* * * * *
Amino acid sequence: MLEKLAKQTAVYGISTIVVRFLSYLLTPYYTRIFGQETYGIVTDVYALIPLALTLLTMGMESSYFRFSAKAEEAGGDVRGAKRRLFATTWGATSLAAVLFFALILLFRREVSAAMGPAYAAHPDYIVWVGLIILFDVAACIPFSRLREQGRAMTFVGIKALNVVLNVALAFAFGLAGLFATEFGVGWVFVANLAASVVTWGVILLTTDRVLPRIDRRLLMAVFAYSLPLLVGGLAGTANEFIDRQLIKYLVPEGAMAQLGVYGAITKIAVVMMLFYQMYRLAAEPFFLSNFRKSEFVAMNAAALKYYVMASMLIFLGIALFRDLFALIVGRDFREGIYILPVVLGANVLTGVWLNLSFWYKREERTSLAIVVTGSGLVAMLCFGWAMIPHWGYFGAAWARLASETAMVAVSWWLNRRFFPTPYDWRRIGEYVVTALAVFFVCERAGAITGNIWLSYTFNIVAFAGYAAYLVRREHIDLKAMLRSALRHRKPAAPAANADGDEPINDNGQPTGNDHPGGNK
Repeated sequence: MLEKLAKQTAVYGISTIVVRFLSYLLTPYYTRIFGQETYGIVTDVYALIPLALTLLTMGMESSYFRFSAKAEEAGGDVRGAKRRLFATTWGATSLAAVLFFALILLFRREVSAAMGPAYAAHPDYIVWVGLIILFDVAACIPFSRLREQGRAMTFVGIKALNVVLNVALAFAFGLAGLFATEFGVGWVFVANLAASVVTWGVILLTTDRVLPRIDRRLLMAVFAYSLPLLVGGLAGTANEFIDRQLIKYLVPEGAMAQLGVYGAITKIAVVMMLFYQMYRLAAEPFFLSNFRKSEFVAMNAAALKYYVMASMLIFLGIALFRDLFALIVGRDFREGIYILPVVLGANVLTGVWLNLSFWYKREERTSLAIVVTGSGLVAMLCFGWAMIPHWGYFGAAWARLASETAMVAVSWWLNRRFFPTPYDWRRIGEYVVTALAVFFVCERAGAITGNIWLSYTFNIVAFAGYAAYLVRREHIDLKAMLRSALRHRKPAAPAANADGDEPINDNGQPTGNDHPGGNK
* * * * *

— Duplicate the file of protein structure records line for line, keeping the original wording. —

Amino acid sequence: MLEKLAKQTAVYGISTIVVRFLSYLLTPYYTRIFGQETYGIVTDVYALIPLALTLLTMGMESSYFRFSAKAEEAGGDVRGAKRRLFATTWGATSLAAVLFFALILLFRREVSAAMGPAYAAHPDYIVWVGLIILFDVAACIPFSRLREQGRAMTFVGIKALNVVLNVALAFAFGLAGLFATEFGVGWVFVANLAASVVTWGVILLTTDRVLPRIDRRLLMAVFAYSLPLLVGGLAGTANEFIDRQLIKYLVPEGAMAQLGVYGAITKIAVVMMLFYQMYRLAAEPFFLSNFRKSEFVAMNAAALKYYVMASMLIFLGIALFRDLFALIVGRDFREGIYILPVVLGANVLTGVWLNLSFWYKREERTSLAIVVTGSGLVAMLCFGWAMIPHWGYFGAAWARLASETAMVAVSWWLNRRFFPTPYDWRRIGEYVVTALAVFFVCERAGAITGNIWLSYTFNIVAFAGYAAYLVRREHIDLKAMLRSALRHRKPAAPAANADGDEPINDNGQPTGNDHPGGNK
Repeated sequence: MLEKLAKQTAVYGISTIVVRFLSYLLTPYYTRIFGQETYGIVTDVYALIPLALTLLTMGMESSYFRFSAKAEEAGGDVRGAKRRLFATTWGATSLAAVLFFALILLFRREVSAAMGPAYAAHPDYIVWVGLIILFDVAACIPFSRLREQGRAMTFVGIKALNVVLNVALAFAFGLAGLFATEFGVGWVFVANLAASVVTWGVILLTTDRVLPRIDRRLLMAVFAYSLPLLVGGLAGTANEFIDRQLIKYLVPEGAMAQLGVYGAITKIAVVMMLFYQMYRLAAEPFFLSNFRKSEFVAMNAAALKYYVMASMLIFLGIALFRDLFALIVGRDFREGIYILPVVLGANVLTGVWLNLSFWYKREERTSLAIVVTGSGLVAMLCFGWAMIPHWGYFGAAWARLASETAMVAVSWWLNRRFFPTPYDWRRIGEYVVTALAVFFVCERAGAITGNIWLSYTFNIVAFAGYAAYLVRREHIDLKAMLRSALRHRKPAAPAANADGDEPINDNGQPTGNDHPGGNK